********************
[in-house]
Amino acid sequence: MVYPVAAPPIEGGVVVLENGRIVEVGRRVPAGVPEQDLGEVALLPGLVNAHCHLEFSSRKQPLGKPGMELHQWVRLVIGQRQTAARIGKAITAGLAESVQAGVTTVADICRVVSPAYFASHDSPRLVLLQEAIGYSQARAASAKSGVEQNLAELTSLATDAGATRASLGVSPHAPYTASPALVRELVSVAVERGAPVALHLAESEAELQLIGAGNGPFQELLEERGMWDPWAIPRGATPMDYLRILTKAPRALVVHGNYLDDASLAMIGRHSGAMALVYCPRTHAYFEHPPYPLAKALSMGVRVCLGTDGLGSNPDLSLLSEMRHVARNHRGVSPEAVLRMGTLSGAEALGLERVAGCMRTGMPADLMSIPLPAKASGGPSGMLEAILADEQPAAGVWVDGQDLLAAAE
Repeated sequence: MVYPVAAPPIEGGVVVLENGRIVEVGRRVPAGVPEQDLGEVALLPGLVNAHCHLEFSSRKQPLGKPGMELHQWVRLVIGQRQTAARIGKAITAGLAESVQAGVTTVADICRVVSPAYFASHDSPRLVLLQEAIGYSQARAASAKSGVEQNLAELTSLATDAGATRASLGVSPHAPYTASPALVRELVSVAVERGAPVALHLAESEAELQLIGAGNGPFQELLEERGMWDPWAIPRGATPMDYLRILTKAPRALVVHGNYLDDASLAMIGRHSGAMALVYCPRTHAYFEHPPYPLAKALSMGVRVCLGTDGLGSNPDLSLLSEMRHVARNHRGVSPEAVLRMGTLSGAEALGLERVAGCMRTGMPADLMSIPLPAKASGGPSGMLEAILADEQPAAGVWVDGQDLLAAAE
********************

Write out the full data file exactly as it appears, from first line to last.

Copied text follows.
[in-house]
Amino acid sequence: MVYPVAAPPIEGGVVVLENGRIVEVGRRVPAGVPEQDLGEVALLPGLVNAHCHLEFSSRKQPLGKPGMELHQWVRLVIGQRQTAARIGKAITAGLAESVQAGVTTVADICRVVSPAYFASHDSPRLVLLQEAIGYSQARAASAKSGVEQNLAELTSLATDAGATRASLGVSPHAPYTASPALVRELVSVAVERGAPVALHLAESEAELQLIGAGNGPFQELLEERGMWDPWAIPRGATPMDYLRILTKAPRALVVHGNYLDDASLAMIGRHSGAMALVYCPRTHAYFEHPPYPLAKALSMGVRVCLGTDGLGSNPDLSLLSEMRHVARNHRGVSPEAVLRMGTLSGAEALGLERVAGCMRTGMPADLMSIPLPAKASGGPSGMLEAILADEQPAAGVWVDGQDLLAAAE
Repeated sequence: MVYPVAAPPIEGGVVVLENGRIVEVGRRVPAGVPEQDLGEVALLPGLVNAHCHLEFSSRKQPLGKPGMELHQWVRLVIGQRQTAARIGKAITAGLAESVQAGVTTVADICRVVSPAYFASHDSPRLVLLQEAIGYSQARAASAKSGVEQNLAELTSLATDAGATRASLGVSPHAPYTASPALVRELVSVAVERGAPVALHLAESEAELQLIGAGNGPFQELLEERGMWDPWAIPRGATPMDYLRILTKAPRALVVHGNYLDDASLAMIGRHSGAMALVYCPRTHAYFEHPPYPLAKALSMGVRVCLGTDGLGSNPDLSLLSEMRHVARNHRGVSPEAVLRMGTLSGAEALGLERVAGCMRTGMPADLMSIPLPAKASGGPSGMLEAILADEQPAAGVWVDGQDLLAAAE